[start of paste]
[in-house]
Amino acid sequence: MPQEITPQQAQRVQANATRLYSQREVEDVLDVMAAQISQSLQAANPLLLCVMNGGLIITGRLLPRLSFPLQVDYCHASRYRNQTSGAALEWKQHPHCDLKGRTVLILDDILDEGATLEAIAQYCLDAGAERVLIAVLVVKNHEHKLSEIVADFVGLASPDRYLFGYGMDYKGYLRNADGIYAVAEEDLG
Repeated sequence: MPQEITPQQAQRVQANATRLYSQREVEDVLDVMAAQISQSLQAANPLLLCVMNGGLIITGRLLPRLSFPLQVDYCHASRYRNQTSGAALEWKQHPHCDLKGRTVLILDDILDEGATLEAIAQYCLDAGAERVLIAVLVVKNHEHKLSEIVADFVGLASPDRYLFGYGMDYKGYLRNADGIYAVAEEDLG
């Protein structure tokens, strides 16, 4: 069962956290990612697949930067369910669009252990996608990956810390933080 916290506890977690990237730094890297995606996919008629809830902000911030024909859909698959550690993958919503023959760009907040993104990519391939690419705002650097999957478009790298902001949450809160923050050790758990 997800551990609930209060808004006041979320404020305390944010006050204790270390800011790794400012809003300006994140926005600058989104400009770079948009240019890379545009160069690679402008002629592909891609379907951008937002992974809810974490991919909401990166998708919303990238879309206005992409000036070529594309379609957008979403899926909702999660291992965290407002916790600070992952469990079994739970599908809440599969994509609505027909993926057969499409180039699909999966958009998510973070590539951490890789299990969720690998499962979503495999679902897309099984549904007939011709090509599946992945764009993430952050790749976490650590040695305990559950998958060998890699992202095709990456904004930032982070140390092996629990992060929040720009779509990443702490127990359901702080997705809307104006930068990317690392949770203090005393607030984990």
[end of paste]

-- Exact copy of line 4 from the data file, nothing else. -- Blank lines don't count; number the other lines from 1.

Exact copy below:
């Protein structure tokens, strides 16, 4: 069962956290990612697949930067369910669009252990996608990956810390933080 916290506890977690990237730094890297995606996919008629809830902000911030024909859909698959550690993958919503023959760009907040993104990519391939690419705002650097999957478009790298902001949450809160923050050790758990 997800551990609930209060808004006041979320404020305390944010006050204790270390800011790794400012809003300006994140926005600058989104400009770079948009240019890379545009160069690679402008002629592909891609379907951008937002992974809810974490991919909401990166998708919303990238879309206005992409000036070529594309379609957008979403899926909702999660291992965290407002916790600070992952469990079994739970599908809440599969994509609505027909993926057969499409180039699909999966958009998510973070590539951490890789299990969720690998499962979503495999679902897309099984549904007939011709090509599946992945764009993430952050790749976490650590040695305990559950998958060998890699992202095709990456904004930032982070140390092996629990992060929040720009779509990443702490127990359901702080997705809307104006930068990317690392949770203090005393607030984990």